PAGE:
The family of a student who committed suicide at Crescenta Valley High School earlier this year has filed a $2-million claim against Glendale Unified, alleging that school officials failed to protect him from “constant bullying.”
Drew Ferraro, 15, climbed to the roof of a three-story building on the La Crescenta campus on Feb. 10 and leaped to his death in front of numerous students and staff.
Citalopram, an anti-depressant, in Drew’s blood stream at the time of his death.
His parents, John and Deana Ferraro, have confirmed their son was being treated for depression, but argue that bullying played a role in his death, something that is refuted by officials.
The $2-million claim filed this week cites “wrongful death” and “emotional distress.”
“The facts haven’t changed,” said Jason Lieber, an attorney representing the Ferraro family. “Our position hasn’t changed. The school was definitely at fault. They didn’t take the proper steps in response to consistent bullying. They didn’t take proper steps to respond to the kid’s reaction to that bullying.”
Laid out in the claim are specific charges against the district, including that Glendale Unified officials were aware that Drew was the victim of bullying but failed to prevent it, and that they failed to prevent and warn of a “potential suicide attempt.” It also argues that the district did not take adequate steps to educate staff and students about bullying and ways to prevent it.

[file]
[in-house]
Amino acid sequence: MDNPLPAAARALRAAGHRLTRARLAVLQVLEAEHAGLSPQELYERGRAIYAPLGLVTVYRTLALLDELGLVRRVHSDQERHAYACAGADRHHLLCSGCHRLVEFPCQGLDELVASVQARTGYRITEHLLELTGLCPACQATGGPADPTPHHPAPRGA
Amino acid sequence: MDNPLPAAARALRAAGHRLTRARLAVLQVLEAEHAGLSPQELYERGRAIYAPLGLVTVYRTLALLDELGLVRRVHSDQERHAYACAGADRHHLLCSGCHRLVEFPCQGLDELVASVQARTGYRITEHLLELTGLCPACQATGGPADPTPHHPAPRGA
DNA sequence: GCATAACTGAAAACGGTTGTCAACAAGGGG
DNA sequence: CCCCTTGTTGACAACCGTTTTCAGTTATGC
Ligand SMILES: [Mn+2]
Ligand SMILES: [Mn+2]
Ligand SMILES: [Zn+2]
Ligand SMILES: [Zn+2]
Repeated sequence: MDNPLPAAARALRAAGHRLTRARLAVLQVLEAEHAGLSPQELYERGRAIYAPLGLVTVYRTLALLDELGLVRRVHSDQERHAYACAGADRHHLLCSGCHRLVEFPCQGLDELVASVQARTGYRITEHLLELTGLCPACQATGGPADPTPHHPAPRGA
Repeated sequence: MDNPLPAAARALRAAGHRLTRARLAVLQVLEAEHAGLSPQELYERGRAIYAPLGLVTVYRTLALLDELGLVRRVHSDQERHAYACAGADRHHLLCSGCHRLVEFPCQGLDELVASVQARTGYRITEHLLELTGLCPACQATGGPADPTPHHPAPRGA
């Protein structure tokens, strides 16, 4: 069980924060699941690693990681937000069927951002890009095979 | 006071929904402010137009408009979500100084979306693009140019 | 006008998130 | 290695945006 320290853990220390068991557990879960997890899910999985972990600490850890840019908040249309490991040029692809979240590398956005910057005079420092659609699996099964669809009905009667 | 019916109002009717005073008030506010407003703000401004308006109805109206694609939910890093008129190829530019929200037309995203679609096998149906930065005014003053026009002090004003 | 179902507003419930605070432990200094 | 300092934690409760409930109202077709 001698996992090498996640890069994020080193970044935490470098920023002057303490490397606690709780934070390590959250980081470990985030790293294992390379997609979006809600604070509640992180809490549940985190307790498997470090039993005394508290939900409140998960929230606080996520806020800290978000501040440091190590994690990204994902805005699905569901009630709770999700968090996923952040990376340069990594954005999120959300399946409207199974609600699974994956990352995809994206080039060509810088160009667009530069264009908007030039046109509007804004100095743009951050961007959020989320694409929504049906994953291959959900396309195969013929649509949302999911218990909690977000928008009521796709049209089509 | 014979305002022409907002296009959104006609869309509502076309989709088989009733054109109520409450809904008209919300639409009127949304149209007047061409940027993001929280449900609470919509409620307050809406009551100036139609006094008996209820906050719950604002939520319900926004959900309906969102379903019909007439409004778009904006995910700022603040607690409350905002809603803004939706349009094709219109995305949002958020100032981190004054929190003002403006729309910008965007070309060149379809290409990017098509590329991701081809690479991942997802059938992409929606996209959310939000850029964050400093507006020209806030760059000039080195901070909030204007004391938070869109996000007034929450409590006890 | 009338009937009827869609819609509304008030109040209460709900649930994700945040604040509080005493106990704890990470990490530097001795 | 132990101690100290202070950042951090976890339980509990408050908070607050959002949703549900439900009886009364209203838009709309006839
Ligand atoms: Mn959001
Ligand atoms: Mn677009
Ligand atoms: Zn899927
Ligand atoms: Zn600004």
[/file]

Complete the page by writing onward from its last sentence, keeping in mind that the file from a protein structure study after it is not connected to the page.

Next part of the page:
The district has 45 days to respond to the claim or to request an extension. If the claim is rejected, the family will sue, Lieber said.
Supt. Dick Sheehan said Friday that he had not yet reviewed the claim and declined to comment.
The suicide — complicated by the two conflicting stories about its cause — has been a painful chapter for the La Crescenta community.
Four notes found in Drew’s backpack did not reference bullying, according to Los Angeles Sheriff’s investigators. In a report accompanying autopsy results made public in May, the coroner investigator noted that there may have been warning signs.
“There was a report that he was thought to have been suicidal on the day before his death,” according to the narrative. “His parents had been informed; however, [Drew] did not go home from school, and he had been attending school the day of his death.”
John and Deana Ferraro have denied any knowledge that their son was suicidal. Lieber said this week that they dispute portions of the autopsy report, and that their primary focus is to prevent future, similar incidents.
“Drew’s parents are really interested in the school district reforming their policies,” Lieber said. “I can’t articulate that enough.... Their primary goal here is to see this doesn’t happen to anybody else.”